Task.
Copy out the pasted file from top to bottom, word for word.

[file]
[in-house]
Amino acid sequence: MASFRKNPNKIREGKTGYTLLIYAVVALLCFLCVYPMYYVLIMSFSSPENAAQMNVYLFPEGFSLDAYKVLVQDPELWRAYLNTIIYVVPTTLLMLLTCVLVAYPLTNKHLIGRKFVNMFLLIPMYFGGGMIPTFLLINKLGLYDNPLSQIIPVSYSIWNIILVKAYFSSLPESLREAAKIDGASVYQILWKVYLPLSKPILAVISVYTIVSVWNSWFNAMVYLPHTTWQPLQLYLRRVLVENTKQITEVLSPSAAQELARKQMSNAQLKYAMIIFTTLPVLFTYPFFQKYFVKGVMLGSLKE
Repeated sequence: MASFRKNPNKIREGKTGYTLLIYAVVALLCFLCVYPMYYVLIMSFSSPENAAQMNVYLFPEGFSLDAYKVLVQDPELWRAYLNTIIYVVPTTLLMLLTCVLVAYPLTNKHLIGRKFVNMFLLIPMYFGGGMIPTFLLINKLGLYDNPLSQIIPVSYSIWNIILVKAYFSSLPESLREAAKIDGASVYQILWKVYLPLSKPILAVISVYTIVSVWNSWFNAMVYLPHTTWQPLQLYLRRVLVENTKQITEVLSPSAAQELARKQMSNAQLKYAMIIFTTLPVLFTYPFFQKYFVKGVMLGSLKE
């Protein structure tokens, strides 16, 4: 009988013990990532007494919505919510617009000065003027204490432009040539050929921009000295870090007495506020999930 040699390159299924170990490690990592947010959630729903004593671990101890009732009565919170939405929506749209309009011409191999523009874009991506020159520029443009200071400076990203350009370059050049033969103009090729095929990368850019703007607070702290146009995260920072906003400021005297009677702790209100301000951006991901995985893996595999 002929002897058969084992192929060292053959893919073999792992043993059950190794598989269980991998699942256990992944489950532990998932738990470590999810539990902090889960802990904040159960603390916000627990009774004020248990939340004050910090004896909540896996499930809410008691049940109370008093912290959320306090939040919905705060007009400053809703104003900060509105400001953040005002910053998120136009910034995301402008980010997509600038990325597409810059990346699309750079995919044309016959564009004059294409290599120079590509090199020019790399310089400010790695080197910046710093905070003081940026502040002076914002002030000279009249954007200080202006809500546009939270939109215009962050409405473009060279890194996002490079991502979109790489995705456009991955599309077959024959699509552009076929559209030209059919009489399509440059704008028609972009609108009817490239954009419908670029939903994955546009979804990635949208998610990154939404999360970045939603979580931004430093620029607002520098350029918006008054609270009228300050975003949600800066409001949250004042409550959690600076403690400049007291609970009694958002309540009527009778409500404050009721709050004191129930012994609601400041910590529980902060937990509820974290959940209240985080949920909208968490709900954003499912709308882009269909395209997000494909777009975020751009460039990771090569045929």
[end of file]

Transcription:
[in-house]
Amino acid sequence: MASFRKNPNKIREGKTGYTLLIYAVVALLCFLCVYPMYYVLIMSFSSPENAAQMNVYLFPEGFSLDAYKVLVQDPELWRAYLNTIIYVVPTTLLMLLTCVLVAYPLTNKHLIGRKFVNMFLLIPMYFGGGMIPTFLLINKLGLYDNPLSQIIPVSYSIWNIILVKAYFSSLPESLREAAKIDGASVYQILWKVYLPLSKPILAVISVYTIVSVWNSWFNAMVYLPHTTWQPLQLYLRRVLVENTKQITEVLSPSAAQELARKQMSNAQLKYAMIIFTTLPVLFTYPFFQKYFVKGVMLGSLKE
Repeated sequence: MASFRKNPNKIREGKTGYTLLIYAVVALLCFLCVYPMYYVLIMSFSSPENAAQMNVYLFPEGFSLDAYKVLVQDPELWRAYLNTIIYVVPTTLLMLLTCVLVAYPLTNKHLIGRKFVNMFLLIPMYFGGGMIPTFLLINKLGLYDNPLSQIIPVSYSIWNIILVKAYFSSLPESLREAAKIDGASVYQILWKVYLPLSKPILAVISVYTIVSVWNSWFNAMVYLPHTTWQPLQLYLRRVLVENTKQITEVLSPSAAQELARKQMSNAQLKYAMIIFTTLPVLFTYPFFQKYFVKGVMLGSLKE
């Protein structure tokens, strides 16, 4: 009988013990990532007494919505919510617009000065003027204490432009040539050929921009000295870090007495506020999930 040699390159299924170990490690990592947010959630729903004593671990101890009732009565919170939405929506749209309009011409191999523009874009991506020159520029443009200071400076990203350009370059050049033969103009090729095929990368850019703007607070702290146009995260920072906003400021005297009677702790209100301000951006991901995985893996595999 002929002897058969084992192929060292053959893919073999792992043993059950190794598989269980991998699942256990992944489950532990998932738990470590999810539990902090889960802990904040159960603390916000627990009774004020248990939340004050910090004896909540896996499930809410008691049940109370008093912290959320306090939040919905705060007009400053809703104003900060509105400001953040005002910053998120136009910034995301402008980010997509600038990325597409810059990346699309750079995919044309016959564009004059294409290599120079590509090199020019790399310089400010790695080197910046710093905070003081940026502040002076914002002030000279009249954007200080202006809500546009939270939109215009962050409405473009060279890194996002490079991502979109790489995705456009991955599309077959024959699509552009076929559209030209059919009489399509440059704008028609972009609108009817490239954009419908670029939903994955546009979804990635949208998610990154939404999360970045939603979580931004430093620029607002520098350029918006008054609270009228300050975003949600800066409001949250004042409550959690600076403690400049007291609970009694958002309540009527009778409500404050009721709050004191129930012994609601400041910590529980902060937990509820974290959940209240985080949920909208968490709900954003499912709308882009269909395209997000494909777009975020751009460039990771090569045929």